Credit data shows consumers hit by Omicron-generated disruptions, nervousness, rising prices and interest rates

Omicron-generated disruptions and nervousness along with rising prices and interest rates are taking a bigger toll on consumers, but there signs of an improvement for business.

The latest data from credit reporting firm Centrix shows consumer credit demand fell 6 percent in the year ended April, and mortgage applications were down 12 percent.

The firm's monthly credit report showed the number of consumers missing payments for unsecured credit such as Buy Now Pay Later and telecommunications contracts was close to a two-year high, while creditworthiness also eased.

"Arrears are also increasing across the board, as Kiwis begin to struggle with making repayments in the face of the rising cost of living," Centrix managing director Keith McLaughlin said.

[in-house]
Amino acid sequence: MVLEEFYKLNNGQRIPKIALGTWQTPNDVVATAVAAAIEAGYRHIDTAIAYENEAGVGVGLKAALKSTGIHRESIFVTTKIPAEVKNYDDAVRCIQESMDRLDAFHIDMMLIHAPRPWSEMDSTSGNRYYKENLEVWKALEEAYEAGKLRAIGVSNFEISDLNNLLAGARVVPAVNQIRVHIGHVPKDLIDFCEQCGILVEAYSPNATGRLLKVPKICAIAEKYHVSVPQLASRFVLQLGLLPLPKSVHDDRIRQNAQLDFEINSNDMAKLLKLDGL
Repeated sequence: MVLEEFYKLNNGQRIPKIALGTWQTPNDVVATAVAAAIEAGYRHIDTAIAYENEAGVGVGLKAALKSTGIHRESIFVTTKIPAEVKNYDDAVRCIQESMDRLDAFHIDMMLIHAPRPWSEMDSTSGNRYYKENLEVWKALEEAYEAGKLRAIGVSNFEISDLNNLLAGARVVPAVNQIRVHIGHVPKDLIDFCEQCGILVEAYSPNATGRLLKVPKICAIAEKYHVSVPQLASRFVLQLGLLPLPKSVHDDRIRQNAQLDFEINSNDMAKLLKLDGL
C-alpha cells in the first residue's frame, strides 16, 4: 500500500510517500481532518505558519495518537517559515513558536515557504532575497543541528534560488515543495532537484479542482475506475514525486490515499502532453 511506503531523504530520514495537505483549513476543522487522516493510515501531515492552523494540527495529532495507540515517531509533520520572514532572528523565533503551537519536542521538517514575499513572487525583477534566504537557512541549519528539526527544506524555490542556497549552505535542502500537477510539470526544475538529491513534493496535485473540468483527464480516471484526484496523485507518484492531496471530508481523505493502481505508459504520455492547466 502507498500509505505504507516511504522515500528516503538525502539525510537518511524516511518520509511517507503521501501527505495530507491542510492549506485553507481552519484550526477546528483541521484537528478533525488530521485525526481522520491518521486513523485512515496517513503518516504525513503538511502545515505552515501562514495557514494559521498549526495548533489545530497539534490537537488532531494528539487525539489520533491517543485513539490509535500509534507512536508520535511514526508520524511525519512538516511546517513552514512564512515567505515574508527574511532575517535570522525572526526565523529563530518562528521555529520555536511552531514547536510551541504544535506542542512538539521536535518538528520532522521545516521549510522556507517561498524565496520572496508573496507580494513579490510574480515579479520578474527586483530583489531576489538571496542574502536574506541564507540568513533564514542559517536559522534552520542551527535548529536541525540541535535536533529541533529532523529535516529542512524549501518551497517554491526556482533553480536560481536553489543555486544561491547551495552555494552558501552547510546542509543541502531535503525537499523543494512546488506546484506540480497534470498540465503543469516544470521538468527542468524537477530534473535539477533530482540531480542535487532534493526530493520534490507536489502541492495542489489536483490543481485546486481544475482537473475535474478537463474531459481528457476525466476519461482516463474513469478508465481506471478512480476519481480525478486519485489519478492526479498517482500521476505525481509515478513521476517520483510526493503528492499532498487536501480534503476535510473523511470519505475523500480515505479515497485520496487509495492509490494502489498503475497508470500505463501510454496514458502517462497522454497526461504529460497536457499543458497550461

He said mortgage demand had fallen 12 percent over the past year and the value of mortgage lending was down nearly a third, as the housing market slowed, mortgage rates increased, and getting credit became more difficult.

"Borrowers are being pushed into longer term mortgages to keep payments as low as they can, with 57 percent of new mortgages in 2022 issued with 30-year loan terms."

McLaughlin said mortgage arrears remained low but have been rising, which he saw as "an early signal of increasing financial hardship and a potential sign of future trouble".

However, he said there were some signs of a turnaround in business credit demand, with fewer credit defaults and improved creditworthiness.

"[This] could indicate signs of recovery across the country, or businesses managing their cashflows and making some tough calls before getting into financial distress," he said adding that the retail and hospitality sectors were showing signs of recovery.

McLaughlin said he expected tougher financial times and demand for credit to remain through the year.